Neuroplasticity – The Secret To Treating Autism?

“That’s just the way I’m wired.”  Has anyone said this to you before?  We grew up under the impression that your brain is what it is – a final product that cannot be altered.  However, recent research indicates this is far from the case.  Let me introduce you to the concept of neuroplasticity.  This phenomenon describes how your body can “re-wire” itself.  Essentially, your brain adapts to stimulation and alters its electric circuits.  This may be an important concept for treating patients with autism and other sensory processing disorders that are not the result of structural damage to the brain.Neuroplasticity

Nervous system 101

To understand neuroplasticity, we need a quick review of how your nervous system (your body’s electric wires) works.  Basically, your brain is the master computer that sits inside of your skull.  It constantly receives input from the cells of your body.  After analyzing this information, your brain sends out the appropriate response to bring your body toward something known as homeostasis.  It is similar to how the thermostat in your house works.  Is it getting too cold?  Your thermostat will inform the heating unit in your house to turn on and bring your home to the set temperature.

An extension of your brain, known as the spinal cord, transmits information from the nerves in your body to the brain, and then from your brain back to your body.  The nerves that branch from your spinal cord carry electric signals from your fingers, joints, intestine, heart and every other organ.  These electric signals not only tell your brain what is going on – but also provide stimulation.  Your brain needs two major things to develop:

  1. Nutrition – Glucose, oxygen, etc.
  2. Stimulation – Playing, reading, engaging your senses.

Fortunately, both of these are easily accessible.

How do your senses stimulate the brain?

Basically, every sense in  your body follows a particular tract to your brain.  For example, pain follows a tract known as the lateral spinothalamic tract.  Receptors in your hand for pain fire when you put your hand on a hot stove.  These receptors send messages through the nerves to the spinal cord.  There, these nerves connect with another tract – kind of like an extension cord.  This new electric circuit carries this information to a part of your brain known as the thalamus.  From there, another extension cord is connected and the information is routed to the appropriate places in the brain.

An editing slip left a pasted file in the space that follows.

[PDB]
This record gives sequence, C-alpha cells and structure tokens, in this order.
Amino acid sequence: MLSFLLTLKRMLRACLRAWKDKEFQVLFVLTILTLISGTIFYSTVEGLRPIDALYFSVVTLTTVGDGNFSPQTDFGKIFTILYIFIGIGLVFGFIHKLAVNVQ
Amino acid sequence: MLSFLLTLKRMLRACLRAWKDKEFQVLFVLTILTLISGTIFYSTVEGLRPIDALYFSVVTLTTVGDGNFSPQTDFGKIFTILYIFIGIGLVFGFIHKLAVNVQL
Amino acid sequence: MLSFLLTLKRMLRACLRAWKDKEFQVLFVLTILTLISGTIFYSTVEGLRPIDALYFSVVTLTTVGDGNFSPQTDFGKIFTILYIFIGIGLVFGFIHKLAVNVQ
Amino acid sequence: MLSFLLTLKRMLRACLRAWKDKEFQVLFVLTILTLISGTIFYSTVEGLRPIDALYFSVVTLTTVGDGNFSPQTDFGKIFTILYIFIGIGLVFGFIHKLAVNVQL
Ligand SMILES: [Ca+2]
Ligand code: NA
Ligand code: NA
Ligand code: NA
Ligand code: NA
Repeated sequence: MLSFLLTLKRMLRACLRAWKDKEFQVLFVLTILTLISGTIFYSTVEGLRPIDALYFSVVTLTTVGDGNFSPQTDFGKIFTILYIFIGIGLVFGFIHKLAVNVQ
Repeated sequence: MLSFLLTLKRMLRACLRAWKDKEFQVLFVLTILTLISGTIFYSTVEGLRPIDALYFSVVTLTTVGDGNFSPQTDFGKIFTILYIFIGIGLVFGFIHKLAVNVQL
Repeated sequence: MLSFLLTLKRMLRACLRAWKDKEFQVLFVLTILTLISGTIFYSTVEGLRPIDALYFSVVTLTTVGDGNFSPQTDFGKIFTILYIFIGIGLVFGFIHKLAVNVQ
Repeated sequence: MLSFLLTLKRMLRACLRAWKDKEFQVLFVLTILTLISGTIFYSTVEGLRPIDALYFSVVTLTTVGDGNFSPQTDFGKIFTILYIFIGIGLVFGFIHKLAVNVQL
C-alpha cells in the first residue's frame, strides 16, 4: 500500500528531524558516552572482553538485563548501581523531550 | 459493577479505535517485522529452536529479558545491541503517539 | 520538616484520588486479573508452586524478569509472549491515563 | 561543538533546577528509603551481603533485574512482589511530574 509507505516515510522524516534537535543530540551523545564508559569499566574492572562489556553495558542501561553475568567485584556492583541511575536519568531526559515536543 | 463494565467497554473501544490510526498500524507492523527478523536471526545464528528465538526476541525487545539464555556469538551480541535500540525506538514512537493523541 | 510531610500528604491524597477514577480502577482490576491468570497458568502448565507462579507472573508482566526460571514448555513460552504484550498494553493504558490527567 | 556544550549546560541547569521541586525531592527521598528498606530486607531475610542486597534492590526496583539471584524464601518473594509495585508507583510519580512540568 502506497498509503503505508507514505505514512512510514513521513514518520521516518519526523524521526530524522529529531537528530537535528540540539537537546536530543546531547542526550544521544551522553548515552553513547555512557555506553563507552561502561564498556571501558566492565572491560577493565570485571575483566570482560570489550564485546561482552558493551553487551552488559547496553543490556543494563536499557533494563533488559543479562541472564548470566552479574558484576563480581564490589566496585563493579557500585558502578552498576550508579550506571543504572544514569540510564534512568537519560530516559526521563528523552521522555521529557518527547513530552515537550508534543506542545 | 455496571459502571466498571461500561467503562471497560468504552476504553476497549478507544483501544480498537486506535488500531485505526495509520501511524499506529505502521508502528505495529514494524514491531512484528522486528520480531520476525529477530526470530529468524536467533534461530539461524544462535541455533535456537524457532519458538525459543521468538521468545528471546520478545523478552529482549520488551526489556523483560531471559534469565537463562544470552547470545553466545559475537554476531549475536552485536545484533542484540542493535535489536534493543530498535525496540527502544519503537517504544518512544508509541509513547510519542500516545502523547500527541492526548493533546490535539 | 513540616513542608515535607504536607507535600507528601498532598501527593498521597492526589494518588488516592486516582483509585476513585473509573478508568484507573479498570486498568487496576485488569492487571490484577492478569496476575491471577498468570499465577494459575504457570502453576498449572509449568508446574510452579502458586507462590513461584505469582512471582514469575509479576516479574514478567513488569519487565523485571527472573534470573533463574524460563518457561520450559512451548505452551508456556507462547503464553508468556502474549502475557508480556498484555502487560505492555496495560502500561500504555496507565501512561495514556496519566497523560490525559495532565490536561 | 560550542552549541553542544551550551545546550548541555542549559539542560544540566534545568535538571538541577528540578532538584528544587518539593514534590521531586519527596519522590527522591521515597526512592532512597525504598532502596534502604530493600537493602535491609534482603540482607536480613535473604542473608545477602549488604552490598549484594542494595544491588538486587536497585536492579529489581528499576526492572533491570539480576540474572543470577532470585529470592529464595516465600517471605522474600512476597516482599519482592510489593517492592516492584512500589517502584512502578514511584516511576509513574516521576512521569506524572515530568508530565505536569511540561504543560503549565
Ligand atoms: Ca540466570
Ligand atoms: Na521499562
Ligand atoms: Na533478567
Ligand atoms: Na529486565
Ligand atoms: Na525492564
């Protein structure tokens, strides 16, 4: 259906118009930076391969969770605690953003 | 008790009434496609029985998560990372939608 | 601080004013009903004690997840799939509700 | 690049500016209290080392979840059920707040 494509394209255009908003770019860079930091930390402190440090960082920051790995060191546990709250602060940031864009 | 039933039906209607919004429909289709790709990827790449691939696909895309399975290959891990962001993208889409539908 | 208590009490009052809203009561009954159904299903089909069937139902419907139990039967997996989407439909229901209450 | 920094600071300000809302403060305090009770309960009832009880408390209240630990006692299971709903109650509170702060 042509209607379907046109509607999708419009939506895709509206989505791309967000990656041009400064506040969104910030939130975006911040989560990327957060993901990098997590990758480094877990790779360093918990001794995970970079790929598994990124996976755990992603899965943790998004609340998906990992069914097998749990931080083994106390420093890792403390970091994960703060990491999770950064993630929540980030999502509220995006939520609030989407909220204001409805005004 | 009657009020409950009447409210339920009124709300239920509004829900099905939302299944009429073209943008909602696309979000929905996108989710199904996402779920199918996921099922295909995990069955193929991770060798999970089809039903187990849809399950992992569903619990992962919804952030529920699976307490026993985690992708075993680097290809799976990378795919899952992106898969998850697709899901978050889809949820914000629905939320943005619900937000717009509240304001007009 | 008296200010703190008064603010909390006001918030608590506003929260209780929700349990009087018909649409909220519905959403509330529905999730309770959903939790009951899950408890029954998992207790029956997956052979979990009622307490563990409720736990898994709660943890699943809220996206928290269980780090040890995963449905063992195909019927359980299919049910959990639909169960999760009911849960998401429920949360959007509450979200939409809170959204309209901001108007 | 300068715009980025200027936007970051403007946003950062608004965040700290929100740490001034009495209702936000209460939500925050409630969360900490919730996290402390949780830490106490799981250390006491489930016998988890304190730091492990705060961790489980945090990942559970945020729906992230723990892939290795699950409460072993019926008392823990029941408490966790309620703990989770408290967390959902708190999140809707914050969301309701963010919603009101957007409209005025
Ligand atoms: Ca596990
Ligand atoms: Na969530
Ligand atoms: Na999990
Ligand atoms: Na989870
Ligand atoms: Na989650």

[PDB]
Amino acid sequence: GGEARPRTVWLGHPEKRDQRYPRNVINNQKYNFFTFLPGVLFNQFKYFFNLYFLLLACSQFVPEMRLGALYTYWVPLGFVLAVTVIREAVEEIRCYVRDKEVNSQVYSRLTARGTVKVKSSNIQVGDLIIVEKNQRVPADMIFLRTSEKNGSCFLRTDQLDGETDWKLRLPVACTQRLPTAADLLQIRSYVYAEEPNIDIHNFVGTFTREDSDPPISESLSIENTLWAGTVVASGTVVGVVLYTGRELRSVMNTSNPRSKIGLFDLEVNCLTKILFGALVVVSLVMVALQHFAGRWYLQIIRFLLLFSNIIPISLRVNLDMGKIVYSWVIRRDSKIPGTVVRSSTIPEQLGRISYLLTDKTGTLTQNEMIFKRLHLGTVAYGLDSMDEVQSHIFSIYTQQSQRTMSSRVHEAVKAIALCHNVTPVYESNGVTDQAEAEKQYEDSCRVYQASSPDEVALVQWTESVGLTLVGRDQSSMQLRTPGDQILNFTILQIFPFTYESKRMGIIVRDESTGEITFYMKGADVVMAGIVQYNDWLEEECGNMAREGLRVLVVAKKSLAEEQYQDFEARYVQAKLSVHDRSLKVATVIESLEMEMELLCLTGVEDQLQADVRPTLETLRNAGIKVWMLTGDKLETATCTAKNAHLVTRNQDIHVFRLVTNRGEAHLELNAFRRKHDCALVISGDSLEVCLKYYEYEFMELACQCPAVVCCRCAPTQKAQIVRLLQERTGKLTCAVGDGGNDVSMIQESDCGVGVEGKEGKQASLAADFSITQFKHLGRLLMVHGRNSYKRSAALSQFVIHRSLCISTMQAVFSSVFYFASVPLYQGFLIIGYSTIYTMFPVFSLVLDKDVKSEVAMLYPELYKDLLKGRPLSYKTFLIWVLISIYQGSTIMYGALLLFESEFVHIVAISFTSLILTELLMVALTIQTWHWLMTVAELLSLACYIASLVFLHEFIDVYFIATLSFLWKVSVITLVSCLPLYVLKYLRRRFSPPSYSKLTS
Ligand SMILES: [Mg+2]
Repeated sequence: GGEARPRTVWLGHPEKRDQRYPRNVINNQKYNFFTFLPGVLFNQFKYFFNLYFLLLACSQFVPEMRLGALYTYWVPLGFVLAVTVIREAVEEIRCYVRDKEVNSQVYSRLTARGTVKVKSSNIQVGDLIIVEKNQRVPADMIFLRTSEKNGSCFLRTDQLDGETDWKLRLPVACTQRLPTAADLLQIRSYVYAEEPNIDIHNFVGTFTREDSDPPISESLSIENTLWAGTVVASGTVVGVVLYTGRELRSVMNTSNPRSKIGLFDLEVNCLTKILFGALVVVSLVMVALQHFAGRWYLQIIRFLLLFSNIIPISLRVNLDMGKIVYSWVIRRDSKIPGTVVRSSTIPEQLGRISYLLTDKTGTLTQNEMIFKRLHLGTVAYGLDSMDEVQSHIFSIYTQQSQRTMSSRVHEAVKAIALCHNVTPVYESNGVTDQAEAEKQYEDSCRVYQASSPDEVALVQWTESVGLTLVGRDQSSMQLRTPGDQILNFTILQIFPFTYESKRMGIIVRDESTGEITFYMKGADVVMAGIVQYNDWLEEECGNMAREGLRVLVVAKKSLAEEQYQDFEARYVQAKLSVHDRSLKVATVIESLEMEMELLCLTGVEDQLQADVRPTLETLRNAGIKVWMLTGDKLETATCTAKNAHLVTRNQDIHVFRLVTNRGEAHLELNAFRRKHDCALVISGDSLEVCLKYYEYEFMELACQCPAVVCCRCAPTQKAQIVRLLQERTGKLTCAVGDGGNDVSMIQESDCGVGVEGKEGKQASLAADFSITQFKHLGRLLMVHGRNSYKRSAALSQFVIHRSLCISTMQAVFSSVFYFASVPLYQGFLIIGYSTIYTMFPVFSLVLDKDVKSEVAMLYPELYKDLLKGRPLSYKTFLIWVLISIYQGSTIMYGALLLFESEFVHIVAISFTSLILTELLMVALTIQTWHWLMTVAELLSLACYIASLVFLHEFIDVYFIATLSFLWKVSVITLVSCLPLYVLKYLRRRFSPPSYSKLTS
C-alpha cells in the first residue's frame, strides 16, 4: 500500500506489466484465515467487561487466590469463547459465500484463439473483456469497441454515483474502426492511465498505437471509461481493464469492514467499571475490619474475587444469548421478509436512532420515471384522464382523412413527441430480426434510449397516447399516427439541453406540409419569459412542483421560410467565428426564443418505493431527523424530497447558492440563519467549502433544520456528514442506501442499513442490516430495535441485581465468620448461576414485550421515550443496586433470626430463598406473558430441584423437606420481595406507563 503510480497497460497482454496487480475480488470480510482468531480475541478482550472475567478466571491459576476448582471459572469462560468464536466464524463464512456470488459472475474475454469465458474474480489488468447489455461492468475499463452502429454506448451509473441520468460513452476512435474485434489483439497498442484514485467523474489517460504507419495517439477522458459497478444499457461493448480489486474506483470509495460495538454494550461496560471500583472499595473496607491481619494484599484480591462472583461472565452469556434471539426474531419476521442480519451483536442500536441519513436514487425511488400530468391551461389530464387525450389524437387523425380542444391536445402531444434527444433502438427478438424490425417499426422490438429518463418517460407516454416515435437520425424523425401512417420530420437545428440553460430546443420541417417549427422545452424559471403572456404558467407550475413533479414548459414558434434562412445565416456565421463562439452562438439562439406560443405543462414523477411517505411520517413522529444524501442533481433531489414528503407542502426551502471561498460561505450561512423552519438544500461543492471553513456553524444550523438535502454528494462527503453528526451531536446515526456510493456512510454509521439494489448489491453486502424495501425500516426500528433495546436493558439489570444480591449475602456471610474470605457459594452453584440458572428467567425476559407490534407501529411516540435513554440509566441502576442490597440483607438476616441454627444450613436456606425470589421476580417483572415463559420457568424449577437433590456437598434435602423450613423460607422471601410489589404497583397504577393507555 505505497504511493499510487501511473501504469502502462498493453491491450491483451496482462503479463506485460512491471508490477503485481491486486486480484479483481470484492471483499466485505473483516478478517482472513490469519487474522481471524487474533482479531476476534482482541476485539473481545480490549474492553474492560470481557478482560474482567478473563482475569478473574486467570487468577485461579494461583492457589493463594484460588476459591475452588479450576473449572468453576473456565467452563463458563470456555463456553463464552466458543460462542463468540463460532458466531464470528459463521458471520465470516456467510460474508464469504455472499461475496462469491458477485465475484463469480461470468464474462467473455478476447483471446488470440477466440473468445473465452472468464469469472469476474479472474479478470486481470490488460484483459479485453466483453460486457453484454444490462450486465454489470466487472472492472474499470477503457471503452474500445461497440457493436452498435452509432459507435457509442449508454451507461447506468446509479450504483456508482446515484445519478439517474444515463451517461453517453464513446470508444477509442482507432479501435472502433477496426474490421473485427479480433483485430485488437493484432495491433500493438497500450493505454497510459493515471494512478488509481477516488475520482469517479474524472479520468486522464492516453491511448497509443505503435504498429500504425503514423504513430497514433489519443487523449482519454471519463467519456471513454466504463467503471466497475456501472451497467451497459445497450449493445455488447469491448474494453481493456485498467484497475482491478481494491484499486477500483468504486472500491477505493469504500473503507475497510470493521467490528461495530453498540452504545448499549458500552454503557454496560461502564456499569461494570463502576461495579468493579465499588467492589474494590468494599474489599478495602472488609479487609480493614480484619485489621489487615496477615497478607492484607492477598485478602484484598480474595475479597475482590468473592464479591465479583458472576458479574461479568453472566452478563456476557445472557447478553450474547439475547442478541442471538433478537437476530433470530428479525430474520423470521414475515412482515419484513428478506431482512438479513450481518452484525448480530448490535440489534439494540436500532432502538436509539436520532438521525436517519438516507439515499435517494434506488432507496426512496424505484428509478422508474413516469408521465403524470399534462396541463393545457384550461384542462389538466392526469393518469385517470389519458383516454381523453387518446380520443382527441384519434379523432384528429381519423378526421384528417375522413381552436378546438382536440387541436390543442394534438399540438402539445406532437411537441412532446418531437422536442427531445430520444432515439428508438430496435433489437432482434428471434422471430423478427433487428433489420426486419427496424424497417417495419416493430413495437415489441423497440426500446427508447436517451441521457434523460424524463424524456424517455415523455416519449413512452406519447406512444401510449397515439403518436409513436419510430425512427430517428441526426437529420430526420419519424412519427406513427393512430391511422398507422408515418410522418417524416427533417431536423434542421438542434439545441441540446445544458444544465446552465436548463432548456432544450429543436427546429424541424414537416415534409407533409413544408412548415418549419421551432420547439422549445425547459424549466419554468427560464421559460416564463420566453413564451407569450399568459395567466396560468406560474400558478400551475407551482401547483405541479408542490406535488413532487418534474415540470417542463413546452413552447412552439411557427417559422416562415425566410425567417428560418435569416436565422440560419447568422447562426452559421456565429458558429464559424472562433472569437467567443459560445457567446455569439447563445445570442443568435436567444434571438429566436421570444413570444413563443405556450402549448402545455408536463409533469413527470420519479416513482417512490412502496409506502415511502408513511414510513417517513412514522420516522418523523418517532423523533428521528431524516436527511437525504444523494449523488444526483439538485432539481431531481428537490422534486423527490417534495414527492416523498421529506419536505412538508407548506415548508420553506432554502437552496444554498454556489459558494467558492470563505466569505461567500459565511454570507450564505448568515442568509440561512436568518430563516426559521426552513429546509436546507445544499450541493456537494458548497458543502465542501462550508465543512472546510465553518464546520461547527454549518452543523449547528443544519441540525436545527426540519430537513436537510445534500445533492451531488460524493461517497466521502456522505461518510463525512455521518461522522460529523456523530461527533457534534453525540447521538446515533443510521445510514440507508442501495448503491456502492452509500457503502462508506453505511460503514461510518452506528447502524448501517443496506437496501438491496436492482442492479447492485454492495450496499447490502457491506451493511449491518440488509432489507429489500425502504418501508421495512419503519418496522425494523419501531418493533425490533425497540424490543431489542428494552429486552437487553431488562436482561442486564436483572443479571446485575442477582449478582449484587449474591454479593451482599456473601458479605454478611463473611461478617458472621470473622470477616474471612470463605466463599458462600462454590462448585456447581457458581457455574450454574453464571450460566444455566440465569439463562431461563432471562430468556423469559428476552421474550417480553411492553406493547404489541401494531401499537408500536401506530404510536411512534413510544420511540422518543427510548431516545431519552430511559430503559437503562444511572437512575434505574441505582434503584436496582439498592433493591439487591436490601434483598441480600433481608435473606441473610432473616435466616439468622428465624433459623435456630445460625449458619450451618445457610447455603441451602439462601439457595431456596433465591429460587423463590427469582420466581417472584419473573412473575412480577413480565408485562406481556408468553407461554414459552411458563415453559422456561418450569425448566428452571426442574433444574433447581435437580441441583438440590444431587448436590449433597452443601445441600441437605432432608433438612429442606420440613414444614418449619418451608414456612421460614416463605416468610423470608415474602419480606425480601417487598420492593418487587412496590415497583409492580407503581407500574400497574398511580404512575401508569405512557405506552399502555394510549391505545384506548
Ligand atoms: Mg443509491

the key to neuroplasticity

Example tract from

As you can see from the example, there is a particular circuit that carries pain messages.  However, there are many senses other than pain that are constantly monitored by the brain.  So, how does this contribute to neuroplasticity?

Stimulating the brain – the key to neuroplasticity

Neuroplasticity means that your brain can modify its electric wiring.  What is one way to do this?  Through stimulation via the 6 senses:

  1. Hearing
  2. Taste
  3. Sight
  4. Smell
  5. Touch
  6. Extrasensory perception – This one people aren’t as familiar with.  Basically, this sense is how you can close your eyes and still point to your thumb without seeing it.

The theory is that most children and adults with autism and sensory processing disorders have “disconnected brains”.  What does this mean?  Maybe part of your brain did not mature with the rest of it.  Also, there may be insufficient wiring between important parts of the brain that should be in constant communication.  Your brain is like an orchestra and needs to be in perfect synchronization.

Either way, if it is possible to determine which parts of the brain are not working as they should – then we can use our knowledge of these electric circuits to stimulate those parts of the brain.  This can bring these parts of the brain “up to speed” and allow them to mature.  There seems to be some evidence that suggests this approach works.  However, it should be understood that this requires a multi pronged approach that addresses all the factors that can obstruct the nervous system.

In conclusion, neuroplasticity may be a useful weapon in treating people with autism and other sensory processing disorders.  However, it may not be as useful if there is a permanent structural problem with the brain.  The good news is, the brain can alter its electric circuits.  With a comprehensive plan, it may be possible to allow the brain to function like the synchronized orchestra it should be.